In the wake of the recent earthquake and tsunami in Japan, City of Portland’s Mayor Sam Adams encourages citizens to prepare and be ready in case of an emergency here. Read Mayor Adams’s entire press release issued today to the citizens of Portland below:
As the horrific and tragic events of last week's earthquake and tsunami in Japan remind us, disaster can strike anywhere with little to no warning. We are also reminded that an event on the other side of the ocean can impact lives—and livelihoods—here in Oregon.
It is important to continue to find ways to help the communities who have been affected by this tragedy—from the Oregon coast to the islands of Japan. I have reached out to the Consul General of Japan, offering my thoughts and prayers to the people impacted by this tragedy. International aid groups, like Portland-based Mercy Corps, are responding and aiding in recovery efforts. You can contribute to Mercy Corps’ Japan Earthquake Response fund here.
It is equally important to ensure that you and your family and friends are taking steps to make yourselves more aware and more prepared, in case of an emergency here in Portland.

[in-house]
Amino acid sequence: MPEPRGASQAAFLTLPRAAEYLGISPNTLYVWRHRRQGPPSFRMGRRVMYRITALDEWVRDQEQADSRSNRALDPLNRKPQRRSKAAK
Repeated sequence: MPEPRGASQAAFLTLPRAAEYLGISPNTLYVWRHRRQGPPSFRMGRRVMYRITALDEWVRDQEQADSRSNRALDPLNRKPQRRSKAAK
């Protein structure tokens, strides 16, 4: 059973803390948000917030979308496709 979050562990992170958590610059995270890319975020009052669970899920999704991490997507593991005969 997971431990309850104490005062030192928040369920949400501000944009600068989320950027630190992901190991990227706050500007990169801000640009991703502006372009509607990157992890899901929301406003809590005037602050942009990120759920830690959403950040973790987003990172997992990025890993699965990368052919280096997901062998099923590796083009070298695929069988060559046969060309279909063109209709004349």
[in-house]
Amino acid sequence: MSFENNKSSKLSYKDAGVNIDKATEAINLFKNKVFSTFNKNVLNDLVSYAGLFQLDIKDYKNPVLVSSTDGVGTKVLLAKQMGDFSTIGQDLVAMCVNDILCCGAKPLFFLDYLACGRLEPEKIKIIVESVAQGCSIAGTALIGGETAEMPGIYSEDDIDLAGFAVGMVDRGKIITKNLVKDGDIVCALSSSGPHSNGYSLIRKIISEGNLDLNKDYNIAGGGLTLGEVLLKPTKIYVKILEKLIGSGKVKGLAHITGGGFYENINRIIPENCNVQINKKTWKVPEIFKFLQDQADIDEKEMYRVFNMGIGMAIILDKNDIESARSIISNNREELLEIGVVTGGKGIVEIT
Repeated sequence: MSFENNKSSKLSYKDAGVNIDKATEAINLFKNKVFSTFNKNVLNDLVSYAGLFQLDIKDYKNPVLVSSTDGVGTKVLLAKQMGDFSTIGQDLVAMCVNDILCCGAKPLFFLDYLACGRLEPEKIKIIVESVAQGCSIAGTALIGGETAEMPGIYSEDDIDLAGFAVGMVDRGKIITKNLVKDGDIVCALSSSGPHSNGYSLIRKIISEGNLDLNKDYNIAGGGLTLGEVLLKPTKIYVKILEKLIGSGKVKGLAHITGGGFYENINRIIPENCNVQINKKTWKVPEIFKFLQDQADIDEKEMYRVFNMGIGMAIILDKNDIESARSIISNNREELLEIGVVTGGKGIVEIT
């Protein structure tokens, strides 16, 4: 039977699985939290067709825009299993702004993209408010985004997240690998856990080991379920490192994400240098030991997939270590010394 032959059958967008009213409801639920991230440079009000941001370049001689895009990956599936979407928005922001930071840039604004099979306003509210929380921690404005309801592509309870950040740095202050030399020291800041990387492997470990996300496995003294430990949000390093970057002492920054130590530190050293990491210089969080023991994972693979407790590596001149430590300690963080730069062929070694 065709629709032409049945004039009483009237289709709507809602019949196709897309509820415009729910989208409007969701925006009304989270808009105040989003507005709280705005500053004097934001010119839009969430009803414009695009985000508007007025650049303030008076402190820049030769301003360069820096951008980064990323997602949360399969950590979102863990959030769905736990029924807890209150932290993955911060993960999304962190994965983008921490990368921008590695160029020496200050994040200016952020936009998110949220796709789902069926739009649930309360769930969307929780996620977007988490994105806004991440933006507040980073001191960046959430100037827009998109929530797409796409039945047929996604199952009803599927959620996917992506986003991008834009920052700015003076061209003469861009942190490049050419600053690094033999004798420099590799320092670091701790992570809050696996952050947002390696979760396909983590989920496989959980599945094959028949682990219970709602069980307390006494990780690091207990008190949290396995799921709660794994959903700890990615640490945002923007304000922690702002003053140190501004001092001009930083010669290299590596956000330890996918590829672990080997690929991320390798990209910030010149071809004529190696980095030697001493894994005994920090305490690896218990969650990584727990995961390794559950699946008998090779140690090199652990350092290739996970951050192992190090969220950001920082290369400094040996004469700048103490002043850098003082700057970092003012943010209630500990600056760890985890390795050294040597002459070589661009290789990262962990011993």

There are many things you can do. And they all start with three simple steps:
Make a plan: Determine where your family would meet in case of emergency. Assume that your mobile phone network will be overloaded. Identify an out-of-state contact who could serve as your family’s coordinator.
Make a kit: Assume you will need food and water for at least 72 hours for every member of your family, including any pets. Be sure to pack first-aid supplies, a flashlight and emergency radio and other key items (follow this link to see a more complete list.)
Get trained: Portland’s Neighborhood Emergency Teams (NETs) are a valuable resource for our community, and training is free and open to the public.
In addition, residents of the Portland metro area are encouraged to visit PublicAlerts.org to sign up to receive emergency alerts and view information on major service disruptions, road closures, transit schedules and other emergency information.
Resiliency begins with the readiness of every household and every neighborhood, and preparedness is an ongoing effort. Every step helps.